When we were talking about writing comics, we ended up talking about the things enemies are always saying. They're always saying things, but the difference between a six to eight hour campaign and the nineteen hours I currently have in The Division means I have heard them for - at minimum - ten more hours. And I'm gonna play another three hours tonight. So, more. Here's a DLC I will pay for: one that makes every enemy speak a single part of Tchaikovsky's 1812 Overture. This guy is the oboe or whatever. Consider it: you could remix the score in real time with your M249.
There are games that get around this, but beneath these techniques lie a dark truth. And yes, that is indeed Gabe's sketchbook.
I've tried to come back in to this Division shit a couple times, but the weight of the changes and additions reminded me of the times I endeavored to return to Azeroth. I had a pally over there, and the class got rebuilt fairly often, abilities altered or oftentimes removed entirely, so that my action bar had the novel spacing of a child's grin.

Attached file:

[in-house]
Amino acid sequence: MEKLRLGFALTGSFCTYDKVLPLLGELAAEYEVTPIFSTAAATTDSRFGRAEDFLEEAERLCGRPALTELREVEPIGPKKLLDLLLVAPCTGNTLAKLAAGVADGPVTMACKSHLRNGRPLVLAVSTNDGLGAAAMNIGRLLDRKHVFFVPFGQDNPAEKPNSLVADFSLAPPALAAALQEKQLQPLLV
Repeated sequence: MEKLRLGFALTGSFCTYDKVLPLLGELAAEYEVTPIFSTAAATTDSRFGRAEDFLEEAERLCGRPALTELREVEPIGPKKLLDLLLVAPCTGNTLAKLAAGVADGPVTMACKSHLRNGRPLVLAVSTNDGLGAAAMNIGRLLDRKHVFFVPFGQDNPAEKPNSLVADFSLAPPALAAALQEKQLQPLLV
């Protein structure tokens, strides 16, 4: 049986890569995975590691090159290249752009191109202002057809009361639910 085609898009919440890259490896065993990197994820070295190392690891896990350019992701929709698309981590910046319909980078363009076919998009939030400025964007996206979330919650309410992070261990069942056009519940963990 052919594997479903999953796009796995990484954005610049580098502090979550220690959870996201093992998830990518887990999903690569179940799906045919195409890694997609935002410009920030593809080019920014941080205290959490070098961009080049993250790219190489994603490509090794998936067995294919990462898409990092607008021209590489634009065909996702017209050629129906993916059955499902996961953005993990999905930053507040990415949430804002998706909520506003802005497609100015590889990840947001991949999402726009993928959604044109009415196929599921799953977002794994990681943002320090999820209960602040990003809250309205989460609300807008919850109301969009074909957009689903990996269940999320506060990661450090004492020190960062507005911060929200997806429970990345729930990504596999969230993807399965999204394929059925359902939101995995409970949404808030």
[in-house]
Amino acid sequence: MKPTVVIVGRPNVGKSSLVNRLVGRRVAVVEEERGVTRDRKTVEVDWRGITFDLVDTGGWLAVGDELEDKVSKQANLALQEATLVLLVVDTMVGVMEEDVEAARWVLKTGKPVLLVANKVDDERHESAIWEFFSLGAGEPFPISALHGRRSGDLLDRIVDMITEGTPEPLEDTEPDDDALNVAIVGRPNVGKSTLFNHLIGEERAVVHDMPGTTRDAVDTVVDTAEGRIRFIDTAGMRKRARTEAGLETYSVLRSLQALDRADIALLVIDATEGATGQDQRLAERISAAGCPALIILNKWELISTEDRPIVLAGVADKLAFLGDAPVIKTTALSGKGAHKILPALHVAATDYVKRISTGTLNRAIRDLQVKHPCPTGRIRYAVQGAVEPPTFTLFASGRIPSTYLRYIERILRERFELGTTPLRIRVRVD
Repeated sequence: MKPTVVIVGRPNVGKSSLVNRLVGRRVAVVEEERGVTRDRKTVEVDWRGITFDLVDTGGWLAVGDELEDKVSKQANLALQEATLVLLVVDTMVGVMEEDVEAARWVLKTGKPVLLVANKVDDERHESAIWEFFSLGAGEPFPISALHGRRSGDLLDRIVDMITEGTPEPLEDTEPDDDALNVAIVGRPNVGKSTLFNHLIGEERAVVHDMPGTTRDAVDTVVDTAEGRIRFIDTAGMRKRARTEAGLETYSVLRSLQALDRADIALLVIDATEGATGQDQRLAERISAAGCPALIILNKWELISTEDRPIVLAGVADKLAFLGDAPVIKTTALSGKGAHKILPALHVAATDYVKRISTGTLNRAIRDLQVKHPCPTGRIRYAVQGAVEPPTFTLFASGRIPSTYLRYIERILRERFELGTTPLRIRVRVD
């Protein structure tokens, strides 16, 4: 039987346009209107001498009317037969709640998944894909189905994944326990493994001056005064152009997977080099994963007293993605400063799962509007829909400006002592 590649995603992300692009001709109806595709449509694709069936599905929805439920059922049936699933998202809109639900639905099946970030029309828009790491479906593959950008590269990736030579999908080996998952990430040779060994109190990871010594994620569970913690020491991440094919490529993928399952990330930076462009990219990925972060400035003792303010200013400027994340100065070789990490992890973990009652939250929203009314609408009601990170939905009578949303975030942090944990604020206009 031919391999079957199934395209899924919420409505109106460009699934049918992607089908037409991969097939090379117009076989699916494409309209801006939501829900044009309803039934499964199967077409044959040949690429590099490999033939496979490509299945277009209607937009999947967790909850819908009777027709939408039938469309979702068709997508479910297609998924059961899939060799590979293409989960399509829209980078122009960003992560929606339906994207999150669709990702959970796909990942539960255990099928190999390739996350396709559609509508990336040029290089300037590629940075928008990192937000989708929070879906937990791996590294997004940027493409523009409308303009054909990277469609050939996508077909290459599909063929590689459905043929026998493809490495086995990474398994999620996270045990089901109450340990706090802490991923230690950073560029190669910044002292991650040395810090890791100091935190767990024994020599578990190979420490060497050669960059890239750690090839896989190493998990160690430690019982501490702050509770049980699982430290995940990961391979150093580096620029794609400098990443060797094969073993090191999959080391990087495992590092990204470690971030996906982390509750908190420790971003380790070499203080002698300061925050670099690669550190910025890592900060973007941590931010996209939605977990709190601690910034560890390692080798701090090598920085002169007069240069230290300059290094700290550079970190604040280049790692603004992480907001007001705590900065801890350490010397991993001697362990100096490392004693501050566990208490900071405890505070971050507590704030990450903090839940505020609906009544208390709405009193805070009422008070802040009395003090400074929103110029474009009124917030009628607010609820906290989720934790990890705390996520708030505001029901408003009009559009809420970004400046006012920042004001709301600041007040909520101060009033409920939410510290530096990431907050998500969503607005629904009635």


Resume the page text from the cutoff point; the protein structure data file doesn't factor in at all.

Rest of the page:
I had a bag full of arcane obligations, also. Extractors of various kinds. Teeth. Straps. I had everything required to invent a kind of eldritch dentistry. I bounced off the game on these attempts, and I should have done then what I did here: start over from scratch. Stop fetishizing the old play, and the old time, which apparently didn't stick around anyway. If the game is actually fun, or even comforting - in the way highly structured rituals can partition time and grant purpose - it will still retain value.
Now that I'm creeping toward max level on PC, I can load it up on my max level character on Xbox and it all makes sense again. It might be that Gabriel does not have to suffer in the Eternal Dark.